Matt Zemek

Pac 12 Sports General

Pac-12 Conference Tournament – First Round

Pac-12 Conference Tournament – First Round

(9) Arizona State 89 (8) Stanford 88 (OT)

Arizona State advances to play (1) UCLA in the quarterfinals on March 14

The Arizona State Sun Devils endured a very difficult end to their regular season. Given a fresh start in the Pac-12 Tournament, they earned a shot with the league champion and prolonged the hope, at least for a day, that they can swipe an automatic bid to the NCAA tournament.

Arizona State shrugged off a four-point play from Stanford in the final seconds of regulation, regrouping in overtime for a one-point win on Wednesday afternoon in Las Vegas. The victory gives the Sun Devils a date with top-seeded UCLA in the quarterfinals on Thursday. A win in that contest would enable Arizona State to think that a tournament championship is legitimately possible.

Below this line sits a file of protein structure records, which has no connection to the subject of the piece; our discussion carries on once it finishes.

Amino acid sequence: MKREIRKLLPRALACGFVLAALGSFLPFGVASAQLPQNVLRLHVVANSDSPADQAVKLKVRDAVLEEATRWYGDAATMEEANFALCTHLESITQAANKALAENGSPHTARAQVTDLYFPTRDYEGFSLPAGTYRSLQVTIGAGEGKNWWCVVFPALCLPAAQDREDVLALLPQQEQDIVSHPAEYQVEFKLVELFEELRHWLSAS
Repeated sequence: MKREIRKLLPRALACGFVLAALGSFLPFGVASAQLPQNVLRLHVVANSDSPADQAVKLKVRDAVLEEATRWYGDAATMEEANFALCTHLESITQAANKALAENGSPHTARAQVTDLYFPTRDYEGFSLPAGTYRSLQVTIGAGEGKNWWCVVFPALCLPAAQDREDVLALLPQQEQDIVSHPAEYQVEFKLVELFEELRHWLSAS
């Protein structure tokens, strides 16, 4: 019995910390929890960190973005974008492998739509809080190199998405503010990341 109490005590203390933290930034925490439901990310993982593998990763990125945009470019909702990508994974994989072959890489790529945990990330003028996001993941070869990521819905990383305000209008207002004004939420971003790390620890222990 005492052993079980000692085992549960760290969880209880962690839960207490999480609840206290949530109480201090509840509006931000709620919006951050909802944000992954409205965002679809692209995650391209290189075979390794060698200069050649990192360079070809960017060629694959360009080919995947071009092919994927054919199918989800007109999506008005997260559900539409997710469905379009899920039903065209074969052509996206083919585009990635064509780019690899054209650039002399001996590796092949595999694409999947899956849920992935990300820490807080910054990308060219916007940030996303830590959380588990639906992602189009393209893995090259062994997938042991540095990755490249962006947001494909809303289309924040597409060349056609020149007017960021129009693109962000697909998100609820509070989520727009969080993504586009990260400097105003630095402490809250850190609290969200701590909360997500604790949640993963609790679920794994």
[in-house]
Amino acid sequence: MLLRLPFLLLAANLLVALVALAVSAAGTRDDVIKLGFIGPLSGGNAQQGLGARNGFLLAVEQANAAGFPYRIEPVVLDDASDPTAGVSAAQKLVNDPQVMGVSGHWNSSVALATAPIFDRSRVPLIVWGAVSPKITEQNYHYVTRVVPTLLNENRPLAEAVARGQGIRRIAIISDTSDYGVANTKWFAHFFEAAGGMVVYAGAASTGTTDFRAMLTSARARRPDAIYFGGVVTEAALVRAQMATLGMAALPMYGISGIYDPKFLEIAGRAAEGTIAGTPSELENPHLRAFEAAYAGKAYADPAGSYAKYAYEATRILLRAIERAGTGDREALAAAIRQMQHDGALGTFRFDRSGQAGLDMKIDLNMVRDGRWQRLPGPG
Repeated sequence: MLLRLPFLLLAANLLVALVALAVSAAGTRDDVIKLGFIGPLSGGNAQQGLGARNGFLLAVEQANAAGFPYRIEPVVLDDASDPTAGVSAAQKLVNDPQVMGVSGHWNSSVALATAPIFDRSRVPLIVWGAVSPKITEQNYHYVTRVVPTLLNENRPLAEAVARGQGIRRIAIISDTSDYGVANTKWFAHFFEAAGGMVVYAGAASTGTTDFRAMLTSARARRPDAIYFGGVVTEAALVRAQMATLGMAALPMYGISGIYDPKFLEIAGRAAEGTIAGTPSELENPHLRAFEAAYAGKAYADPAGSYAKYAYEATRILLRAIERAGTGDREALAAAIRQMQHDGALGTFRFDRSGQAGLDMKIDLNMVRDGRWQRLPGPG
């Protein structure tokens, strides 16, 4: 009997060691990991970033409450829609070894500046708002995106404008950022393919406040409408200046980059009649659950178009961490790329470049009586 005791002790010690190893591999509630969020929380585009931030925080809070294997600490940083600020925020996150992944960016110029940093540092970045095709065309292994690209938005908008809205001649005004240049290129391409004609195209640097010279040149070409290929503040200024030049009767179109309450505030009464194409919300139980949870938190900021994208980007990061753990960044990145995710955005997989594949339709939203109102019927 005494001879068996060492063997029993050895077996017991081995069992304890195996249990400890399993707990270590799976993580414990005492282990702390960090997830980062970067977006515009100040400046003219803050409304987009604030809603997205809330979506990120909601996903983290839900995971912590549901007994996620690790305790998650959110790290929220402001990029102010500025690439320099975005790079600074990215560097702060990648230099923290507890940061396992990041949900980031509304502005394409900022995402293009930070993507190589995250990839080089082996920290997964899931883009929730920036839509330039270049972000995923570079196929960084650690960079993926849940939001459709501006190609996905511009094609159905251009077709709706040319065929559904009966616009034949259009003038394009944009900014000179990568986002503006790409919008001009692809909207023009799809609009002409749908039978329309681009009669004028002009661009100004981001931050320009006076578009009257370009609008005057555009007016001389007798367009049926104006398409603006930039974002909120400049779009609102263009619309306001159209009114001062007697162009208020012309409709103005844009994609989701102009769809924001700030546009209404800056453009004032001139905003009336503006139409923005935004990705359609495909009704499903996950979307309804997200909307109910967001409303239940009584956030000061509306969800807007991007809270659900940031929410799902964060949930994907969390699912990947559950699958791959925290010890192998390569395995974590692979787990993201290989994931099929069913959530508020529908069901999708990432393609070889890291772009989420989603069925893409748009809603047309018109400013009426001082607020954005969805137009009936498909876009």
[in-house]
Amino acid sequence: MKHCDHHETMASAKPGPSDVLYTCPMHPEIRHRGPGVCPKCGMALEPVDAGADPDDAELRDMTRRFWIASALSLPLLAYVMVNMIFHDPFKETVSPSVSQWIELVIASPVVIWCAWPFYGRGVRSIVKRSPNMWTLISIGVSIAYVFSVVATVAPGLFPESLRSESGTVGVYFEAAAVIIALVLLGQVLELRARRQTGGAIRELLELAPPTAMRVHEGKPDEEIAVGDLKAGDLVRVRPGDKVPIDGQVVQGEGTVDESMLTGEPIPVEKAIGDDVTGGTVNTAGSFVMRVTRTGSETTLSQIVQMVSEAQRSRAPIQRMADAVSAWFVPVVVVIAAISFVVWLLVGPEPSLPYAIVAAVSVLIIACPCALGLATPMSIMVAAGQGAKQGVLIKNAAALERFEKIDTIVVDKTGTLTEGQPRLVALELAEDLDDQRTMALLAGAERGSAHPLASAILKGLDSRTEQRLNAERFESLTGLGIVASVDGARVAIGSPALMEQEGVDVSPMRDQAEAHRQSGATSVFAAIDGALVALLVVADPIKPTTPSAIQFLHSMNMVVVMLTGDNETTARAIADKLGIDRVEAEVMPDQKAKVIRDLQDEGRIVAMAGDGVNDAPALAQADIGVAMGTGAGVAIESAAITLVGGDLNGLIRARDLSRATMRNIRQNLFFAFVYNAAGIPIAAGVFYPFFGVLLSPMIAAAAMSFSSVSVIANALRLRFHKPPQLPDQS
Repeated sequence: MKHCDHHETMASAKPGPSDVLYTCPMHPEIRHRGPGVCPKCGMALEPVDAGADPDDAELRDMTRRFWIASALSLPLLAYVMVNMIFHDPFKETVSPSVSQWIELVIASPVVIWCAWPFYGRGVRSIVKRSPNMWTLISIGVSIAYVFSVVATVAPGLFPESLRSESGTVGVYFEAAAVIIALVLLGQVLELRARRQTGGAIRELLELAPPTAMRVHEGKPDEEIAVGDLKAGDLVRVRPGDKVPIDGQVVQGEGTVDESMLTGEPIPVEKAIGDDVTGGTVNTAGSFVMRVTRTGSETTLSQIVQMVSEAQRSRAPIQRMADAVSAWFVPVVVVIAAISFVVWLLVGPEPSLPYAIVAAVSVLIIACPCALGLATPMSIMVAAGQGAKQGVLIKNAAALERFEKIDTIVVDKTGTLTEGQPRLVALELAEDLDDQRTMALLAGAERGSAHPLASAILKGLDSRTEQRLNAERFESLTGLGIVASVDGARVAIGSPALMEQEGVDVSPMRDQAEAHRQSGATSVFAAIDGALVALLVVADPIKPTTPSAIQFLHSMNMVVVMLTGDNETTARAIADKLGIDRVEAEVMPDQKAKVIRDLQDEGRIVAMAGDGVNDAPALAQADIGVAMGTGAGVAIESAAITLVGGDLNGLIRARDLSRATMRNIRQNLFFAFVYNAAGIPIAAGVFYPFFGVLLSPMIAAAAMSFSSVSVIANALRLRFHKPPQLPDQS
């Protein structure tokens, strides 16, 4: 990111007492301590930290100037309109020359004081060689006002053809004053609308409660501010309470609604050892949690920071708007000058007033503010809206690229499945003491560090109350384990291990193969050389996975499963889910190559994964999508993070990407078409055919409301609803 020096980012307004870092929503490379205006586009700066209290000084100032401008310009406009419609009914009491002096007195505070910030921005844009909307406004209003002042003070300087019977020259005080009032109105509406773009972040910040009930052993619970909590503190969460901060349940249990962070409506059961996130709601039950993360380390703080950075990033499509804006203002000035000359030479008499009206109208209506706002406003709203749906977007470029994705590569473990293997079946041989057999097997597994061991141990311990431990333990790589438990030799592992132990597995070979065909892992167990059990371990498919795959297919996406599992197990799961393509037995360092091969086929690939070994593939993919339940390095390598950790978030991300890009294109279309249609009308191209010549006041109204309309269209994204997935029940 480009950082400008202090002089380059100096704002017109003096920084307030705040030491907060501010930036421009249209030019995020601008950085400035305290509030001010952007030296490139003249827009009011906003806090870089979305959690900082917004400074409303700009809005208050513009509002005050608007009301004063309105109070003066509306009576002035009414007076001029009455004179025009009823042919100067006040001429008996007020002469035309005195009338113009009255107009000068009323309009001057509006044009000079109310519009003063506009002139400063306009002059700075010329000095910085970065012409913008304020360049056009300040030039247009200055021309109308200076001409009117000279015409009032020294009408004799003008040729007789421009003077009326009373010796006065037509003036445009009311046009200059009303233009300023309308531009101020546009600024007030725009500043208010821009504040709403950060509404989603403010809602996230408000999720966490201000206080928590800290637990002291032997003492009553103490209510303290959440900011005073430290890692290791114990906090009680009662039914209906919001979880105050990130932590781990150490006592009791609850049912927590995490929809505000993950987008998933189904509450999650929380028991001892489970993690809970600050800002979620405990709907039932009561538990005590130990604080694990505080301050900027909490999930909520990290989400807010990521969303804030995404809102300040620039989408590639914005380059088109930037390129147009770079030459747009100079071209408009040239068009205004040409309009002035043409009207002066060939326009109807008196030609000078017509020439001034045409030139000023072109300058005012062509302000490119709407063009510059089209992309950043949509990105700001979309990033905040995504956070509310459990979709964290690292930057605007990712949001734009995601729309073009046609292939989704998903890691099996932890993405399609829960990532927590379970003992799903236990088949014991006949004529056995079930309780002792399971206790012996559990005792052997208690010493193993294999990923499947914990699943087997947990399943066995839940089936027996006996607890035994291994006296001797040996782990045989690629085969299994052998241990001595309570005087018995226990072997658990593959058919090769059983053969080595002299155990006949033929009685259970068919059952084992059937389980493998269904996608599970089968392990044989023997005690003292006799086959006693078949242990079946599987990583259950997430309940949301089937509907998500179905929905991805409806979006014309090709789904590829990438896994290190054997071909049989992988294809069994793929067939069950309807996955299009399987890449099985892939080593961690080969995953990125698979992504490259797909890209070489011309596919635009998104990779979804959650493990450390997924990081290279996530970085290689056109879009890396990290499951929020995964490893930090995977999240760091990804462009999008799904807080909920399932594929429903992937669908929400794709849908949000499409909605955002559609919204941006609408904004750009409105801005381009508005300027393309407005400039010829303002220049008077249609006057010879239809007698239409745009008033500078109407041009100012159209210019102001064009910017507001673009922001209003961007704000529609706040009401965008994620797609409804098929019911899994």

How did Stanford climb back from a 77-69 deficit in the final 62 seconds of regulation? The Cardinal hit two threes while Arizona State’s Evan Gordon missed the front end of a one-and-one. Stanford pulled within two points, at 77-75. After Arizona State made two foul shots, though, the Cardinal still needed four points to tie, trailing by a 79-75 count. They got them on one play with 41 seconds left in regulation. Bright – who finished with 27 points on the day – hit a fallaway three while being fouled. Bright made the foul shot – the only one Stanford attempted on Wednesday – to tie the score at 79. Arizona State missed on its subsequent possession, and when the teams went to overtime, it seemed that Stanford had the edge.